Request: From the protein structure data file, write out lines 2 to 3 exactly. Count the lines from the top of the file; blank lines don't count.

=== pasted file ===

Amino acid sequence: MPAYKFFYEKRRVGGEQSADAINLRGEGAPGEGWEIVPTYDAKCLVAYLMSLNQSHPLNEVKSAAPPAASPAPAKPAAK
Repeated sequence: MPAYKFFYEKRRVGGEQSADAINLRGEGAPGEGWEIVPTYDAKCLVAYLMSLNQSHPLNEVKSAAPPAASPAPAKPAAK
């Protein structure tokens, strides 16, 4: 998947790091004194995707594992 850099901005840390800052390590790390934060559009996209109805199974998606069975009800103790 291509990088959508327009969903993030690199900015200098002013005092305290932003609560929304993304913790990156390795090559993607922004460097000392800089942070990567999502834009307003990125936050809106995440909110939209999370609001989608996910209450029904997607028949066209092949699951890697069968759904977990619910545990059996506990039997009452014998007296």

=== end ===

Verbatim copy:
Repeated sequence: MPAYKFFYEKRRVGGEQSADAINLRGEGAPGEGWEIVPTYDAKCLVAYLMSLNQSHPLNEVKSAAPPAASPAPAKPAAK
């Protein structure tokens, strides 16, 4: 998947790091004194995707594992 850099901005840390800052390590790390934060559009996209109805199974998606069975009800103790 291509990088959508327009969903993030690199900015200098002013005092305290932003609560929304993304913790990156390795090559993607922004460097000392800089942070990567999502834009307003990125936050809106995440909110939209999370609001989608996910209450029904997607028949066209092949699951890697069968759904977990619910545990059996506990039997009452014998007296």